This past October I attended the Indigenous Language Institute Symposium 2013.The most impactful part of this experience was seeing how various tribal communities were keeping their indigenous language alive. I saw they were using the old way of teaching (immersion) and new ways utilizing western technology through media and various teaching techniques.
Gary ʺLitefootʺ Davis (Cherokee) was the keynote speaker and one thing he mentioned that I thought was very profound was, ʺwe need to stop surviving and start living our own cultural ways.ʺ What I took from this statement was that we should not be saying poor us anymore but say ʺI’m here, right now and I know how to live my culture and I may not know it all but I have the resources right here, with my elders, to learn all I can.”
We shouldn’t forget that our elders and ancestors fought many, many years and decades for all of us to still be here today. Let us not make their fight worthless. I know for Hopi, if we lose our language, we lose our culture because the language goes hand in hand with everything we do. So that was my encouragement to start using my language as much as I can, and also not to be afraid to use western technology to help with that.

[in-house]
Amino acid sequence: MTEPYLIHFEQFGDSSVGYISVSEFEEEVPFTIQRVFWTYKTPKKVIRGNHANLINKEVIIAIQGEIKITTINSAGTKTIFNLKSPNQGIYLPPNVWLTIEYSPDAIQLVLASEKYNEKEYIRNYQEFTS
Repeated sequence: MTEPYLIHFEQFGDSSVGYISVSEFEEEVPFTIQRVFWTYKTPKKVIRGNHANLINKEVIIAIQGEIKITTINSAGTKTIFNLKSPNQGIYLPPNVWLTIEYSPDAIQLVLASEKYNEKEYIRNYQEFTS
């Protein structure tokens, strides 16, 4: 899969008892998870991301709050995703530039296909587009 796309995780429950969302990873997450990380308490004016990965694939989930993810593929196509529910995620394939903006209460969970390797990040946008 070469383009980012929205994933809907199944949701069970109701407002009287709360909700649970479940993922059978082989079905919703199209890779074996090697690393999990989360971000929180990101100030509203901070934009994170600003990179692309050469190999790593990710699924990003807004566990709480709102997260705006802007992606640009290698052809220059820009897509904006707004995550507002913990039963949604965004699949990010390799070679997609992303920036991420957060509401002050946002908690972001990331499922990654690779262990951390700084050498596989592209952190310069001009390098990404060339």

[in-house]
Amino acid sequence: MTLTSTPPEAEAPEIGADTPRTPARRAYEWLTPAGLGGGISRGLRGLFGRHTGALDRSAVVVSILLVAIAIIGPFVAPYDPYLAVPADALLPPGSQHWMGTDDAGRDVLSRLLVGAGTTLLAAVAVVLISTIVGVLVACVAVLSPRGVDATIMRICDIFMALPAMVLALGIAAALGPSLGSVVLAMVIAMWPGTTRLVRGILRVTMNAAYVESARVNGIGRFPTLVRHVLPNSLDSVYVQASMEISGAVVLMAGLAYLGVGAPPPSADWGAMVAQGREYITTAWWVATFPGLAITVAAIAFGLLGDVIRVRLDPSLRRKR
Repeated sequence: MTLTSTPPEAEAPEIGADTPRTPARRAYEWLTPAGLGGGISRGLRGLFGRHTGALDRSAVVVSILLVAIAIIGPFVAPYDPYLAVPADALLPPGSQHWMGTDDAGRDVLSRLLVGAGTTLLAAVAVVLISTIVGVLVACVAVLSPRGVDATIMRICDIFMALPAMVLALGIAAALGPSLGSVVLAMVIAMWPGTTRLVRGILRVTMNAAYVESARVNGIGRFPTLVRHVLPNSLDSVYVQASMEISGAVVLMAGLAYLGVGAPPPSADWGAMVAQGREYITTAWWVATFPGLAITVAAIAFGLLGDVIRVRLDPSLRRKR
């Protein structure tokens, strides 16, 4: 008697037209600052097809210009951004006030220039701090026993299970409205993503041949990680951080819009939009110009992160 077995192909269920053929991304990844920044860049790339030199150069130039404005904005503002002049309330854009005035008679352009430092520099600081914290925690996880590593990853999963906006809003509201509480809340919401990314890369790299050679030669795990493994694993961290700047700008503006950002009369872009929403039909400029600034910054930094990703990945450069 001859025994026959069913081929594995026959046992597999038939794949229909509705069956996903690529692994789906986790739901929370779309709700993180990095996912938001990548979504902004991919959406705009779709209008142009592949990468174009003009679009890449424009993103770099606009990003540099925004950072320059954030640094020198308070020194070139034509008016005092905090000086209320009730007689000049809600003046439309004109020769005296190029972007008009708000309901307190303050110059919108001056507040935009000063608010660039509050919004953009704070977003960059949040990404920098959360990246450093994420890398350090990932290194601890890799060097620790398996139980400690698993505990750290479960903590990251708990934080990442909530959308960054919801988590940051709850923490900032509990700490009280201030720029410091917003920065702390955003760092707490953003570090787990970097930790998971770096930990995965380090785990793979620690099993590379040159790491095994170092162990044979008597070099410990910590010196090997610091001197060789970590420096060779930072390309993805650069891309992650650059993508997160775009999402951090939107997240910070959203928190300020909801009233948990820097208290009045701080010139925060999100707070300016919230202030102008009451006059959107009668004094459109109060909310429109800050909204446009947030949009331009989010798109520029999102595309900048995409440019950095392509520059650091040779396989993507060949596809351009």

I also learned various ways other tribal communities are teaching language. Through hands on learning, picture to word, word to picture, sentence building techniques, media uses (digital storytelling, music/song, videos etc.) I could incorporate all these techniques in the work I do because I realized that sometimes we forget to include language. I don’t want to forget that we can also teach.
Itam pu’ Hisatsinmuy navotiamuy nit lavayiyamuy angkw tutuqay’ya, hin itam itaa sinom akw haqami yeesiwni…
-Learn about your ancestors and the messages that they left for us for the future of our people.
Peetum uma himusino, uma hapi u’muu lavayi qa suu’tokni….. Pam itaa qatsi. Tsangaw uma himusino….
-Those of you who know your language, don’t forget your language, it is our life, you are very fortunate to be who you are